Step 3 - Confession
So far, we have covered in the gospel
plan of salvation Faith and
fully believing in what God’s word says (faith), and resolving to turn
away from all that is contrary to what His word teaches (repentance),
Confession of the name of Christ before others is commanded.
To confess means “to own, acknowledge,
or to avow.” Why would God have us confess that Jesus Christ is His Son?
Because one cannot be anything of value secretly. There is no such thing
as a “closet Christian.” Notice in Jn. 19:38 that Joseph of
Arimathea, who at first was a secret disciple of Christ because he
feared the Jews, eventually comes out into the open to render service to
the Lord. God needs us to openly & publicly confess our allegiance to
Him; that is how we become "salt" and "light" for the Lord and His kingdom
(Mt. 5:13-16). More importantly, we
need to openly and publicly confess Jesus as the Christ. One
will never fully embrace what he only avows secretly. Others need to know
where our allegiance lies. Only then can we serve God faithfully.
Consider the following Biblical
reasons for confessing Jesus Christ as Lord:
To be confessed (acknowledged) by
Christ, we must confess Him.
In Mt. 10:32-33, Jesus
plainly teaches that He will deny knowing us before God the Father if we
deny, or do not confess, His name before others. If we think about it,
this is only fair...the Lord will go as far we go in confession.
Confessing Christ shows we want God’s
praise more than man’s.
In Jn. 12:42-43, some Jewish
rulers believed (had faith) that Christ was the Son of God. Yet,
because of fear of losing status among the Jews, they would not publicly
acknowledge it. Notice the text states they believed in Christ (v.
42). Would those who claim to be saved by faith only be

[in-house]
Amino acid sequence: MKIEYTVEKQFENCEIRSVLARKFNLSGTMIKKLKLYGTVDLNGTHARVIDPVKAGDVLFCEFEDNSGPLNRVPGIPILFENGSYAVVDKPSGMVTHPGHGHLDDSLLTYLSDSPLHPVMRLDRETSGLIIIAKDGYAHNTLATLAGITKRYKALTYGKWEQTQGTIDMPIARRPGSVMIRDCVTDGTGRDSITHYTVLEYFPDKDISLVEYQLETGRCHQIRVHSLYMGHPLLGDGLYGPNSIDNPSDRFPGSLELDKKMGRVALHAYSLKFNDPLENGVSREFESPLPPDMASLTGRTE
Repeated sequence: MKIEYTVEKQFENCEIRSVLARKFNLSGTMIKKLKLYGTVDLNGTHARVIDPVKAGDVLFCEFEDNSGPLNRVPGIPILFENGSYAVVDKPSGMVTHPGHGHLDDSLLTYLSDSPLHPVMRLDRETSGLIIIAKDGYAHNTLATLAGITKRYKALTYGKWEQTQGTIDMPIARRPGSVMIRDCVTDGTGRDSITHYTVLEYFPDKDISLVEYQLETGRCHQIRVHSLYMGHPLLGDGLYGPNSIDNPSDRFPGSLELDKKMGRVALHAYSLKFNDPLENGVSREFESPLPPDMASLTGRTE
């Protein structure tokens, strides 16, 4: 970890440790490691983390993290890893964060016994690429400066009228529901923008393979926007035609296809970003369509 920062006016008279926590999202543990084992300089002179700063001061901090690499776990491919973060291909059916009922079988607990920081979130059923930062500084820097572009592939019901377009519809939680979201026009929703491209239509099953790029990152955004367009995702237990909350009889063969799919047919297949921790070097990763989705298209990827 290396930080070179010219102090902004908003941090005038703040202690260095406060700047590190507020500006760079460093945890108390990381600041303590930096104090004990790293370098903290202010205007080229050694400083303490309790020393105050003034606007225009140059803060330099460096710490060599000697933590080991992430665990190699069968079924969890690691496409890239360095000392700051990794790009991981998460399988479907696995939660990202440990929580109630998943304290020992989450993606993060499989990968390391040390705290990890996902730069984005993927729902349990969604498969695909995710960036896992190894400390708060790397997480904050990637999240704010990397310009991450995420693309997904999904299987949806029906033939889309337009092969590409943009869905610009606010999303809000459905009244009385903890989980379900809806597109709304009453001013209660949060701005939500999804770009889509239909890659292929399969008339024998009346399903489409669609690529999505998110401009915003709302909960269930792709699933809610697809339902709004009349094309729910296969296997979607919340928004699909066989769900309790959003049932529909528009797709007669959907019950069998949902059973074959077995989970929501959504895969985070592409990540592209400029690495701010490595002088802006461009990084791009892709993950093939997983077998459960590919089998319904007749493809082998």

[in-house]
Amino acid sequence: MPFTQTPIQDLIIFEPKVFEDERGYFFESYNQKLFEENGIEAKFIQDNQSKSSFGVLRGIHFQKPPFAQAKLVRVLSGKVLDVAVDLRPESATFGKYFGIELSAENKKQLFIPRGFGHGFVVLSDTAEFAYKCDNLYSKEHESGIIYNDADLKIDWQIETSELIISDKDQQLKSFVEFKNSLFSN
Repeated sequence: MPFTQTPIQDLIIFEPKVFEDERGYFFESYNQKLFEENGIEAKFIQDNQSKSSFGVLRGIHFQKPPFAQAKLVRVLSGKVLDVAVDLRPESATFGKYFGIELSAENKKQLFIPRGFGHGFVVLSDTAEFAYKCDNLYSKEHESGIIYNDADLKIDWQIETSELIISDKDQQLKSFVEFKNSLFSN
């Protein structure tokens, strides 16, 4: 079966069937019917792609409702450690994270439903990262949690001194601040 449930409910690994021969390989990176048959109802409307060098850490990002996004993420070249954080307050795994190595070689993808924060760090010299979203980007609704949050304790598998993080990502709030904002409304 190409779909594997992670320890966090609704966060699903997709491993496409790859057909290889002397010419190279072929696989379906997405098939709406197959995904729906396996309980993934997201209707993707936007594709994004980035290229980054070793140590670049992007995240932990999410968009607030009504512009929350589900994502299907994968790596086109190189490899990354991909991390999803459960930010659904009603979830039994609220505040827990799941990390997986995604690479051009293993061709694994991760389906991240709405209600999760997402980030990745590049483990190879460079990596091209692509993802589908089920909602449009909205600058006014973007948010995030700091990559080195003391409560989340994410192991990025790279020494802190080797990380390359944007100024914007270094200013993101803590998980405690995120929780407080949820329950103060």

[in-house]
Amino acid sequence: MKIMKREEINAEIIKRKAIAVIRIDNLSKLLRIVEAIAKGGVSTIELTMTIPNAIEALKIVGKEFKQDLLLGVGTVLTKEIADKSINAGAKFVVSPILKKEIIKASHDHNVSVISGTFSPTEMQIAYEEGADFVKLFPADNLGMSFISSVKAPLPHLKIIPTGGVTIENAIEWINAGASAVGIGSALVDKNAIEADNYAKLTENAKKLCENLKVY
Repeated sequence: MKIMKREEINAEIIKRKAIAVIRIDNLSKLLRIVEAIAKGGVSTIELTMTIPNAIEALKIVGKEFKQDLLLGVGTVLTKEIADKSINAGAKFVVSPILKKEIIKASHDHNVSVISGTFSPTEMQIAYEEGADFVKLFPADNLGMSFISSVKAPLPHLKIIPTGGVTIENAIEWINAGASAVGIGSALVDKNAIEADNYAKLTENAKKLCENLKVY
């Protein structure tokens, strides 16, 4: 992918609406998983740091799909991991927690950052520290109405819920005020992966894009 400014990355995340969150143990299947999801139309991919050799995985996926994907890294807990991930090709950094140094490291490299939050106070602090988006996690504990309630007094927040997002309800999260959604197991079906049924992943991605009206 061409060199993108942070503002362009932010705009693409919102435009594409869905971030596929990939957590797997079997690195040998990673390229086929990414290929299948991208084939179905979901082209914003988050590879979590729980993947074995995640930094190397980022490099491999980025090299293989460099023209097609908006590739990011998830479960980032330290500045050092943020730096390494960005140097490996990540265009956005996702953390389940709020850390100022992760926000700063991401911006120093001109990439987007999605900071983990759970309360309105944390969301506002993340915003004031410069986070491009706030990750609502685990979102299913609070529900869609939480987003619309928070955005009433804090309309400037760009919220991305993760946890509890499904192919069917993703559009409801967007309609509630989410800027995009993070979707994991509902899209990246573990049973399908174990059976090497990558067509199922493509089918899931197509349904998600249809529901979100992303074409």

willing to state that these men, though not confessing Christ as Lord,
were saved because of their faith? Again, faith only will not save.
Confessing Christ leads to our salvation.
In Rom. 10:9-10, Paul
states that confession works with our faith. Are we saved at the point
of confession only? Some would say “Yes”, based upon v. 9. Yet
v. 10 states that confession is made “to” or towards salvation. Just like repentance (previous article),
confession is "to" or "towards" salvation.
We have an example in Acts 8:26-39
of a conversion of a sinner where confession was made. The evangelist
Philip preached Jesus to an Ethiopian (v. 35). Judging from
the man’s question regarding baptism, we must conclude that Philip
obviously taught about it (v. 36). Philip tells him he can
be baptized if he believes Jesus is Christ the Lord. Upon that, the
Ethiopian makes his confession of Christ (v. 37). Was he
saved at the point when he made his confession? No...he had to do
something else. After doing all that was commanded of him (submitting to N.T. water baptism), only then could he go on his way rejoicing in his new
found freedom from sin (v. 39). His confession of Christ
put him one step closer to salvation. Our confession will do the same for
not you confess Jesus as the Christ, He still will be just that... the
Messiah. Your confession or failure to do so will not change who He
really is. He came as the Christ (Jn. 1:1-2, 14; Phil. 2:6-7), and
God the Father has enthroned Him as the Christ (Acts 2:36; Eph.
1:18-23). So, as you can see, the real benefit
to openly acknowledging what is already the truth will be for your soul's
salvation. For your eternal sake, have you confessed the name of the Lord
- Jeff Smith
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